“In adapting Roth’s approach to my writing, I set out some heuristics—my characters would be 1.) exactly as smart as me, 2.) about as privileged, and 3.) freely awful. They’re millennials. Cory is self-righteous, Linda a malicious liar, Henrik a pitiful sad-sack. Then there’s Will, who, as the only Asian protagonist, I expected readers to identify with me. I’d always played it safe by strapping the neutralizing uniform of whiteness onto my characters, fearing that anything unusual an Asian character did would be attributed to their Asianness (and mine). Well, Will is Asian, and he’s a real dick. He surveils and manipulates his girlfriend, is ugly-rich, drinks, binges on porn, and nurtures a self-centered preoccupation with his own oppression that leads him to minimize everyone else’s. On top of that, he embodies just about every Asian male stereotype there is. Like Roth, rather than avoid unflattering comparisons and stereotypes, I booby-trapped them; and the impossibility of constructing an authentic identity was no longer an obstacle, but a subject.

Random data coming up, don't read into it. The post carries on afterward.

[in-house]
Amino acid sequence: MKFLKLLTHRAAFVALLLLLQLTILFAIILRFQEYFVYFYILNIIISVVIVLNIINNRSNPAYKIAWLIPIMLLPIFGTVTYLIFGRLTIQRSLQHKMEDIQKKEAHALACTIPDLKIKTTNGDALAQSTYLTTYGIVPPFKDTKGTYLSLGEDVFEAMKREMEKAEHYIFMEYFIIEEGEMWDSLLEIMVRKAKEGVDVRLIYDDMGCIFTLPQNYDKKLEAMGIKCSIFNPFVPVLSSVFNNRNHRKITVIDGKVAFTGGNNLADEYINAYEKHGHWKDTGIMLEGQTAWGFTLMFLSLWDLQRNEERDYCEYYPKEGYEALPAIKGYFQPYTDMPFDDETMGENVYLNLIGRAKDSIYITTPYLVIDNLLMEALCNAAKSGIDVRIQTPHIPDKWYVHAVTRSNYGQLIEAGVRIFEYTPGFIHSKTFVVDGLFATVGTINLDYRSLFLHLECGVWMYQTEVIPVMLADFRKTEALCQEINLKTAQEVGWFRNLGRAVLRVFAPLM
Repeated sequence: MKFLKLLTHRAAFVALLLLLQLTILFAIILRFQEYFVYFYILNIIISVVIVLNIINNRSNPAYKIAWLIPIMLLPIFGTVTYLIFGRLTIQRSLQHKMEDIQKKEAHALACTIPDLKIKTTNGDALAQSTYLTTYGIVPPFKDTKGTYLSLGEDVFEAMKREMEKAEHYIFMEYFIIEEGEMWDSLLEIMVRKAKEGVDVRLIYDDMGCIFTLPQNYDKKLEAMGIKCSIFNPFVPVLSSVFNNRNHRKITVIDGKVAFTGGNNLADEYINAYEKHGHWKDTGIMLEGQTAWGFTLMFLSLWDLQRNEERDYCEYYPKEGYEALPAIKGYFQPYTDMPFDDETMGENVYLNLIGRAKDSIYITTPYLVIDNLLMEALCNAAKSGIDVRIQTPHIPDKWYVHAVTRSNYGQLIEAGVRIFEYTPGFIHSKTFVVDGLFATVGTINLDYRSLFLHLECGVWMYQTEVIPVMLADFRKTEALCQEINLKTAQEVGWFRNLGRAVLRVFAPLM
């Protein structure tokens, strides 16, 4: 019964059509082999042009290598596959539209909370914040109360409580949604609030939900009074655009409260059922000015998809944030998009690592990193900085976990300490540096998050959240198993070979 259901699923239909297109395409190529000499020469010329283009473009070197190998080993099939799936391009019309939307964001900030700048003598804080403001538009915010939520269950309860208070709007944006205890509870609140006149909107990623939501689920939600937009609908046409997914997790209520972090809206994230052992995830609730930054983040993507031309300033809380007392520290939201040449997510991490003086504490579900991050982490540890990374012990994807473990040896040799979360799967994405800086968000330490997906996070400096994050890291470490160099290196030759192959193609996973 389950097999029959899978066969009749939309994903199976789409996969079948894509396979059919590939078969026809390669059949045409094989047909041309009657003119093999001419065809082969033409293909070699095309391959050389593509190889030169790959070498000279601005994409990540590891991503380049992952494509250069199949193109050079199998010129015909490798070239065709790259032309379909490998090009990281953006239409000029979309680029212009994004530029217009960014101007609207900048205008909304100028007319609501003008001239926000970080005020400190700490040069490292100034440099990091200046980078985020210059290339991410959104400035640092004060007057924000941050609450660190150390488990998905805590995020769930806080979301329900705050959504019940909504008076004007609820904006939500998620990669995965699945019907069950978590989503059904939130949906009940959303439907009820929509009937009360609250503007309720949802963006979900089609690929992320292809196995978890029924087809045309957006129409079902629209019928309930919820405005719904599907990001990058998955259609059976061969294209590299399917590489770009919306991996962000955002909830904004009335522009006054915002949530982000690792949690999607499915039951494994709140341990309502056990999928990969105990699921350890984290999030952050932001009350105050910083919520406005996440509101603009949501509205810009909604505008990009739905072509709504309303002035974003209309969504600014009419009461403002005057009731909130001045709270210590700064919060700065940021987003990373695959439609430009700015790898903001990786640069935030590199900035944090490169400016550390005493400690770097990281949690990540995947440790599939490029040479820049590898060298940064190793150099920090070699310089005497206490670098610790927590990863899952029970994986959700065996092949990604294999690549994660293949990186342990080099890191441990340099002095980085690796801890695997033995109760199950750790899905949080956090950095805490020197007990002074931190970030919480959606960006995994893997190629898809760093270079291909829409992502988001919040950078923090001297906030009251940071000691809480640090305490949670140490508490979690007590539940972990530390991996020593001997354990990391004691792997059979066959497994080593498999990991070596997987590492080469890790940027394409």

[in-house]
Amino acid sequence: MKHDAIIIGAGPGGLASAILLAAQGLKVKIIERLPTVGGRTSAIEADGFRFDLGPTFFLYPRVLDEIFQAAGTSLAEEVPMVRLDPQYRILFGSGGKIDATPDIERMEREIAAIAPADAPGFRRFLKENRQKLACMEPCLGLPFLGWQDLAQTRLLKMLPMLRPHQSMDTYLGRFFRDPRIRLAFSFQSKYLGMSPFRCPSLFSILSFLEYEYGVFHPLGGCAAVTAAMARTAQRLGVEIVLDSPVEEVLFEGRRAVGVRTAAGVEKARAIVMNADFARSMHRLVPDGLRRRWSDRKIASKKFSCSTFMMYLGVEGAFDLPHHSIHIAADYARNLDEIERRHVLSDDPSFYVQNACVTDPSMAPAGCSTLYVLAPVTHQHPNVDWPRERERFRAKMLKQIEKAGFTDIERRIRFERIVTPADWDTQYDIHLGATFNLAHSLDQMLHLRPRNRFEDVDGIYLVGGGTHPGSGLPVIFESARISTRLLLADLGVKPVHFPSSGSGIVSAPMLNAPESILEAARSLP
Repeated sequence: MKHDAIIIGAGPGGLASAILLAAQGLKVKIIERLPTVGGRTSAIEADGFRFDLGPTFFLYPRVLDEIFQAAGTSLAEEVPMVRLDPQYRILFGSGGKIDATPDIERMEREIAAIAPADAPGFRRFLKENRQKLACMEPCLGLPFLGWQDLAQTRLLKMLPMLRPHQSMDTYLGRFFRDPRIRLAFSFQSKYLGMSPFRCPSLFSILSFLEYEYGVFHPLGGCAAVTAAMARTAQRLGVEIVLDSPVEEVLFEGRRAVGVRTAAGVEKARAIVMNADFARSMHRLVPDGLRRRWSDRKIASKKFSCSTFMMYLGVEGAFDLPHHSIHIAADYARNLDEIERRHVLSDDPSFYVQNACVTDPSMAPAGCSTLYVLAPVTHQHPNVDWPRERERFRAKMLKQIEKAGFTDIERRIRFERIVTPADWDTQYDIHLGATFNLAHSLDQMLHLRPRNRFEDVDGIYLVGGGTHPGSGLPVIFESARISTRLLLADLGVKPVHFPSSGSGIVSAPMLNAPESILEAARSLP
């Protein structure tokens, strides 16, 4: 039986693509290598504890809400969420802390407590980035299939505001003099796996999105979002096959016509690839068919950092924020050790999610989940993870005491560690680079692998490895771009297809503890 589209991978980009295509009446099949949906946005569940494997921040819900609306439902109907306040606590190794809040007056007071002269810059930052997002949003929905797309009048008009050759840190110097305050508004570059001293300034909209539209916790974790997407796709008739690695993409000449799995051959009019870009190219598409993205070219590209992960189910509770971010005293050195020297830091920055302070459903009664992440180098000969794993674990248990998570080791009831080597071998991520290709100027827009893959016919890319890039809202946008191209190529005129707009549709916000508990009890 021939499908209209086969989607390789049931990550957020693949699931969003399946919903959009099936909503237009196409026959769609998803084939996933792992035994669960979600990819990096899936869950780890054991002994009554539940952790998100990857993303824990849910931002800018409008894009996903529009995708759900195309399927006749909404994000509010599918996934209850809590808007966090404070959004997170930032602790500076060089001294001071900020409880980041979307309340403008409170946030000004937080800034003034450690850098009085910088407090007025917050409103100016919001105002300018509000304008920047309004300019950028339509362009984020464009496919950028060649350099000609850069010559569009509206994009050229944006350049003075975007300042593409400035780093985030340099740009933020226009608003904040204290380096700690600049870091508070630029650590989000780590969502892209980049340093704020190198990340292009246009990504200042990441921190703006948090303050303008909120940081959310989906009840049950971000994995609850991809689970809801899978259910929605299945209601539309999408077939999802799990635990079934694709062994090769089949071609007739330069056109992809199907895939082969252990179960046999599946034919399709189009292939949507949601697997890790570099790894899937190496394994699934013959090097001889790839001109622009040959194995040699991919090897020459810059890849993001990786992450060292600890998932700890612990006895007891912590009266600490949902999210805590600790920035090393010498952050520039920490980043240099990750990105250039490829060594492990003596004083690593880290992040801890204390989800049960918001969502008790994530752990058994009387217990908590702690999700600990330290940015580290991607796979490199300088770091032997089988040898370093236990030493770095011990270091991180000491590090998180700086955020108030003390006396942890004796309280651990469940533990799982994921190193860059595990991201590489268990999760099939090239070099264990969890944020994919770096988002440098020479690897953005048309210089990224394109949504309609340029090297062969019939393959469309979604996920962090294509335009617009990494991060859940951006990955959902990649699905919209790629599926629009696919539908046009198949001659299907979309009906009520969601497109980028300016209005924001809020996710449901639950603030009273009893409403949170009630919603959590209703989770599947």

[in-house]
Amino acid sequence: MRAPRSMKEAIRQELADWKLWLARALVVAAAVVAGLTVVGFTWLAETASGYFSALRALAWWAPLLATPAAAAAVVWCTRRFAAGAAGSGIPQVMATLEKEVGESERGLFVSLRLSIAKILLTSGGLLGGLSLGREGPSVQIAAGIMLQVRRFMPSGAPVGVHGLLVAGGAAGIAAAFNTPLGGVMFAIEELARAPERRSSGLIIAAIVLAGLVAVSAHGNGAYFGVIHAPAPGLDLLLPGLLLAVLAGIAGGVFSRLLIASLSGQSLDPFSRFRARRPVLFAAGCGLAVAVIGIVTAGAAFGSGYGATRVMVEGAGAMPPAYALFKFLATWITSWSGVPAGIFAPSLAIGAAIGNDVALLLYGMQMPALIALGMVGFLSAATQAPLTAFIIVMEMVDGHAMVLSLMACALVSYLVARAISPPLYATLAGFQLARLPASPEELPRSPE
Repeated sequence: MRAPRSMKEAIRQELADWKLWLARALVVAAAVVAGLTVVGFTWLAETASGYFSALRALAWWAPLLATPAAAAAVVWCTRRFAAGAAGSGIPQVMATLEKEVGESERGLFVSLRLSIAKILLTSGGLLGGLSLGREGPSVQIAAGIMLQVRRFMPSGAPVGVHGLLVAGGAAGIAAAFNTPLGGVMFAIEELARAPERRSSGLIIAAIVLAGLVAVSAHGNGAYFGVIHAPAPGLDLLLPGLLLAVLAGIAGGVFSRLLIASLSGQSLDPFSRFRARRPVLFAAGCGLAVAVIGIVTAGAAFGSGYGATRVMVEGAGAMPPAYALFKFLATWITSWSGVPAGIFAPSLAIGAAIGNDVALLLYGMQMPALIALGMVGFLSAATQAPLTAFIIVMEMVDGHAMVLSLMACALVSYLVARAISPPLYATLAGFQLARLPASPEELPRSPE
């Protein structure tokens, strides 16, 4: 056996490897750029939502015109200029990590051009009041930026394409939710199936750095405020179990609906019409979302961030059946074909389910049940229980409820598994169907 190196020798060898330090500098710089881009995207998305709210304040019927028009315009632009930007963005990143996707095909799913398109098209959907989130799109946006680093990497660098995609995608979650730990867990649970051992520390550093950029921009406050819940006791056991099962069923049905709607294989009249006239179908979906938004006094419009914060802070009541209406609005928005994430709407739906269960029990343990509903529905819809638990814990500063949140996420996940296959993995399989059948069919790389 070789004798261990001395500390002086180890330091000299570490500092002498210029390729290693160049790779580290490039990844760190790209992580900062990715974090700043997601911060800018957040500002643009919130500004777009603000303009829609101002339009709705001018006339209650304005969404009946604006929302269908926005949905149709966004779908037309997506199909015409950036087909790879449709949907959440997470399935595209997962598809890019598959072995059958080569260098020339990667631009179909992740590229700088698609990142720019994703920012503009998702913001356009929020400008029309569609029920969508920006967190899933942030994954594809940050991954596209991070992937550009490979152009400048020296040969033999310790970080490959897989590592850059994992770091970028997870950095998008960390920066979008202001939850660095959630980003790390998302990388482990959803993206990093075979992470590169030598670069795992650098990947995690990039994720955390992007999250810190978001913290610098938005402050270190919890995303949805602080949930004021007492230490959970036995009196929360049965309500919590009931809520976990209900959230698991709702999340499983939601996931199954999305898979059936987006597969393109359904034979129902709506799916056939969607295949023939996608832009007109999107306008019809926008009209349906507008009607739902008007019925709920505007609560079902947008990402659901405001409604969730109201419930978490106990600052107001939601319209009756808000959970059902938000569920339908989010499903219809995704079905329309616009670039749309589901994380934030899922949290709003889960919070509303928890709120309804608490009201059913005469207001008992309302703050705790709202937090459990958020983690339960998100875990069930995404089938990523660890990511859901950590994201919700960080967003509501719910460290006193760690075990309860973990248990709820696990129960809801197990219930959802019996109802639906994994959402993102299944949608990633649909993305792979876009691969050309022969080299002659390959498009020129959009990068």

Freedoms are habit-forming. Once I let go of any pretense of knowing other people and any interest in concealing my flaws, I saw at once how my less desirable qualities could be leveraged—that, for instance, being the most judgmental prick on Earth suited me to satire, or that my self-centeredness offered material for farce I could never touch before, because nothing dulls comedy like respectability. I set out to write with as much love, empathy, hope, and imagination as hate, spite, pessimism, and self-indulgence. And so the book got written.
I’m not saying unsavory characters automatically make for good writing; it’s just as easy to go the other way and make Bret Easton Ellis/Chuck Palahniuk shadow puppets (dark, flat, silly). The same usually goes for attempts to look intellectual, radical, manly, “brave” (in the sense of confessional), self-deprecating, hip; in each case, the project is branding, not art. I’m saying that to try to write your characters in such a way as to avoid or shape any comparisons to you, and worse, to call this empathy, is to forfeit the honesty that readers deserve in lieu of truth.”